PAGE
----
"Sometimes, looking back can help one to see ahead.
This is adapted from a post, "everything I know," I published in the original ART / LIFE blog, 9-1-10.
I am working on a series of nonrepresentational paintings inspired by the oyster shell.
They are based on the lovely mysterious shells, and on the process of painting them. About the feeling, the alchemy that happens when the materials, the vision and the presence all combine to become something else, that something being a painting.
The painting, the process of painting it, and the experience of seeing it. Oysters.
I said to a friend that this series is like a doctoral thesis, I am putting everything I know into these paintings.
All the variations, experiments, explorations over the years, I have distilled the essential quality that is mine and am putting that into these pieces.
We may think we are changing form(in our art), using different materials, different handling, but the essential, consistent signature of the maker will emerge.
This really hit home when I recently went back through some of my very early work, up to the stuff I am doing now.
I am so focused on what is ahead, the struggle to achieve something new that I often forget what I have accomplished along the way, fail to give myself due credit.
What I found in those past works was startlingly familiar. Some of the paintings I had done 15, 20 years earlier look so much like what I am doing now.
Yes, the skill was less developed, the styles are broad and experimental, but the impulse, the line, the core feeling is utterly consistent. .
I could really recognize a personality emerging in all the years of work: Me.
Honestly, I have to say, I was a bit taken aback to meet... Me.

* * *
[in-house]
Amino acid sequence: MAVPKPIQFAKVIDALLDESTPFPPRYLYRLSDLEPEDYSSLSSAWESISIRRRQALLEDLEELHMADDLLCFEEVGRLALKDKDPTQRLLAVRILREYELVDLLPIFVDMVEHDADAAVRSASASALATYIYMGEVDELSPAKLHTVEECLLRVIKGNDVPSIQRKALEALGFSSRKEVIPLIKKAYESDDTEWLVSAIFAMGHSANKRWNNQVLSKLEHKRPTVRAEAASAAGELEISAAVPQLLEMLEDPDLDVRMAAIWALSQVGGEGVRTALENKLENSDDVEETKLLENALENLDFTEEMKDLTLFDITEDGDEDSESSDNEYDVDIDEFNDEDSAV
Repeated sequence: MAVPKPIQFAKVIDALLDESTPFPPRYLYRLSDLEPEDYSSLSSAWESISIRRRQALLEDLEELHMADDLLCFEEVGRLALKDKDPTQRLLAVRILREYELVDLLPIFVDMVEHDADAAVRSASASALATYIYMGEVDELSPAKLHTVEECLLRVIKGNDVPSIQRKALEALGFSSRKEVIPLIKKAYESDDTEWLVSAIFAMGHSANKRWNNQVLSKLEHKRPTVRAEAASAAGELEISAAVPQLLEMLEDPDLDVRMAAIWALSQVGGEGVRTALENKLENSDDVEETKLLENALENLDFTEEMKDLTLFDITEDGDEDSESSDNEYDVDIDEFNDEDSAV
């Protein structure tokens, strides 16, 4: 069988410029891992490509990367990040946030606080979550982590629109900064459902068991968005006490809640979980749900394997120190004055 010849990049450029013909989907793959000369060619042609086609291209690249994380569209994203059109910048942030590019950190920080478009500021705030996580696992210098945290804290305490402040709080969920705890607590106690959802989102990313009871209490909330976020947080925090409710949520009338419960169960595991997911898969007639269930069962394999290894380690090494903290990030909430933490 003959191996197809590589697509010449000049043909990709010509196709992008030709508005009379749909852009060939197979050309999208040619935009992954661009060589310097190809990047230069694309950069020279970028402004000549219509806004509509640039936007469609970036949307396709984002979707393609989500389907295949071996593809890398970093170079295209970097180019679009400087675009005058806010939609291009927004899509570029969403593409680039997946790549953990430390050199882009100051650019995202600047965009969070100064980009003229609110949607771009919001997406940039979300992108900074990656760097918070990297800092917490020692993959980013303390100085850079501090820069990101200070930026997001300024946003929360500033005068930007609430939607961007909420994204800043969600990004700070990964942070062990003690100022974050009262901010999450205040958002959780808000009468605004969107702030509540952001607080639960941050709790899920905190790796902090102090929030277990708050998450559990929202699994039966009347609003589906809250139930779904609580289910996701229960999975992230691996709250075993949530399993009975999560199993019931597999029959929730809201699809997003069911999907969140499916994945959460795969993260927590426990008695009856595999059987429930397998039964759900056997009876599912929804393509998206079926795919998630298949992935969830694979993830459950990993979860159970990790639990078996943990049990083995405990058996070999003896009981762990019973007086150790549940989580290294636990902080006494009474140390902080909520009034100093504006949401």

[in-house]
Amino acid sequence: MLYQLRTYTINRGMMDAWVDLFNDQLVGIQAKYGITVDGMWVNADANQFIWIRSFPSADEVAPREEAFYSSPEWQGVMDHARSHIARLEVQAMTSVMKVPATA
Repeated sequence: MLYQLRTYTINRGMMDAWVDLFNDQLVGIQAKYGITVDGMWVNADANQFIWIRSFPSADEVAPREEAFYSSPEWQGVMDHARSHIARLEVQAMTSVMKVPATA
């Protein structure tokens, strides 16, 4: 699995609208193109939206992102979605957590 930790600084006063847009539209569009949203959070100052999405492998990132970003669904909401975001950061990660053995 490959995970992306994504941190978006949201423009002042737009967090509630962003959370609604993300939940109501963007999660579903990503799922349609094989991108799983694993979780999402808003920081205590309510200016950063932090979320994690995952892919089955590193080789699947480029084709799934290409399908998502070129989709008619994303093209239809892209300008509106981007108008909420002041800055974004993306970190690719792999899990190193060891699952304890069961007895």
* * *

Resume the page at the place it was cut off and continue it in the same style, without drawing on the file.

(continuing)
And, to appreciate Her.
I could see a consistent sensibility developing, surfacing, whether the work was traditionally representational, abstract, covered in plaster, scratched and splashed, collaged, or whatever.
There I was...and am, still.
It was very interesting, and nice, really, to see this.
There... I... Am.
Matisse went back in his later years and looked at one of his first student, brown and grey Flemish still-lifes, and realized that that painting came close to containing everything he ever was. All there, already.
We all know his form changed, his style expanded and developed, but he could see, in that chrysalis of a painting, himself, already fully there. "I realised, thinking about it, that what I recognised in it was my personality. But I told myself that if I had only ever done that canvas, this personality would have remained unnoticed because it would never have developed." Matisse said.
Sometimes, looking back can help one to see ahead.
Everything I now know is there.
Artist, writer, workshop planner, swimmer, dog-mom, wife...I find inspiration in the serendipitous connections between making a meaningful, beautiful life and making honest art.
All work on this site is original by Diane Santarella Lawrence, unless noted, and is
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Many of the beautiful images taken in the studios of Skip and me are by Joel Kiester and Brian Eiseman of 1513Photo. Many thanks, Guys, for your friendship and elegant work!
And Thanks to my two biggest fans, my husband Skip Lawrence and Rothko the Wonderdog for constantly surprising, challenging, inspiring and supporting me.